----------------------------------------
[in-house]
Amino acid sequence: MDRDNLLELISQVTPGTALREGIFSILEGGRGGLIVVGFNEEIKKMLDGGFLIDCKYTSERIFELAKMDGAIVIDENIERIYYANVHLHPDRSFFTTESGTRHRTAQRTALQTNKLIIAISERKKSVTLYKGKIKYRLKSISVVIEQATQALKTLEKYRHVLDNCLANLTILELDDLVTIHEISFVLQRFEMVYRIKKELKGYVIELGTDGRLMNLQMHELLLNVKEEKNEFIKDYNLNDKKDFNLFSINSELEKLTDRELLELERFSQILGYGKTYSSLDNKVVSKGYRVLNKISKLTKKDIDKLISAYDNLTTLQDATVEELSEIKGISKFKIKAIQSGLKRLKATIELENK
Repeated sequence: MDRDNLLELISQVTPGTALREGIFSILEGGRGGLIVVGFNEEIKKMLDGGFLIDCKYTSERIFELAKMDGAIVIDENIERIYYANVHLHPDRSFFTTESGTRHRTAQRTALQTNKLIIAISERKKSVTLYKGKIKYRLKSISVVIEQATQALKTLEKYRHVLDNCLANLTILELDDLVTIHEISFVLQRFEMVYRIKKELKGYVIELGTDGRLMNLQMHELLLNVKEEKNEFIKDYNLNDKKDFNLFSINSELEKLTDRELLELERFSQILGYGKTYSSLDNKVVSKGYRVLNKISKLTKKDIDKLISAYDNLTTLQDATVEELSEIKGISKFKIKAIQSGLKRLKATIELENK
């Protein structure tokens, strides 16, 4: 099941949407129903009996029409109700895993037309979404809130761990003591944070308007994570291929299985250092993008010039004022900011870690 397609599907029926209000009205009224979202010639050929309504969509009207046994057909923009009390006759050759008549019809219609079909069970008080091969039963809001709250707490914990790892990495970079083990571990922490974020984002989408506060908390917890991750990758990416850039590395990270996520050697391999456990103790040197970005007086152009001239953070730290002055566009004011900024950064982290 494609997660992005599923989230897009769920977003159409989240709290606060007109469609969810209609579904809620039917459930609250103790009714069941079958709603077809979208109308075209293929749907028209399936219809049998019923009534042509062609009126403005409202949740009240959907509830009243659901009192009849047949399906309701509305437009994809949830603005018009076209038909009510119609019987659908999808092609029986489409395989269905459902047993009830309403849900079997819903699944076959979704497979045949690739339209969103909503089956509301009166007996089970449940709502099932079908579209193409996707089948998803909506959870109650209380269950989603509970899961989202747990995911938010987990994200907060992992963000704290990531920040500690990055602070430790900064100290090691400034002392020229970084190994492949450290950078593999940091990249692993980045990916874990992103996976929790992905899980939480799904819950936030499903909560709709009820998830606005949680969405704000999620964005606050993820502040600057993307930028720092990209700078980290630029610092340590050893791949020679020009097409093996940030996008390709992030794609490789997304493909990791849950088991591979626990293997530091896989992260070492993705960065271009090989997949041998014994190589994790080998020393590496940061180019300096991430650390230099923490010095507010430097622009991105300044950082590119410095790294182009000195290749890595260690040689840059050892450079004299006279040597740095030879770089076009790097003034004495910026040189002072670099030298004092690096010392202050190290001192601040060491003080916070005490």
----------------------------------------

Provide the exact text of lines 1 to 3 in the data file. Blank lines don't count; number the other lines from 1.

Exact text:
[in-house]
Amino acid sequence: MDRDNLLELISQVTPGTALREGIFSILEGGRGGLIVVGFNEEIKKMLDGGFLIDCKYTSERIFELAKMDGAIVIDENIERIYYANVHLHPDRSFFTTESGTRHRTAQRTALQTNKLIIAISERKKSVTLYKGKIKYRLKSISVVIEQATQALKTLEKYRHVLDNCLANLTILELDDLVTIHEISFVLQRFEMVYRIKKELKGYVIELGTDGRLMNLQMHELLLNVKEEKNEFIKDYNLNDKKDFNLFSINSELEKLTDRELLELERFSQILGYGKTYSSLDNKVVSKGYRVLNKISKLTKKDIDKLISAYDNLTTLQDATVEELSEIKGISKFKIKAIQSGLKRLKATIELENK
Repeated sequence: MDRDNLLELISQVTPGTALREGIFSILEGGRGGLIVVGFNEEIKKMLDGGFLIDCKYTSERIFELAKMDGAIVIDENIERIYYANVHLHPDRSFFTTESGTRHRTAQRTALQTNKLIIAISERKKSVTLYKGKIKYRLKSISVVIEQATQALKTLEKYRHVLDNCLANLTILELDDLVTIHEISFVLQRFEMVYRIKKELKGYVIELGTDGRLMNLQMHELLLNVKEEKNEFIKDYNLNDKKDFNLFSINSELEKLTDRELLELERFSQILGYGKTYSSLDNKVVSKGYRVLNKISKLTKKDIDKLISAYDNLTTLQDATVEELSEIKGISKFKIKAIQSGLKRLKATIELENK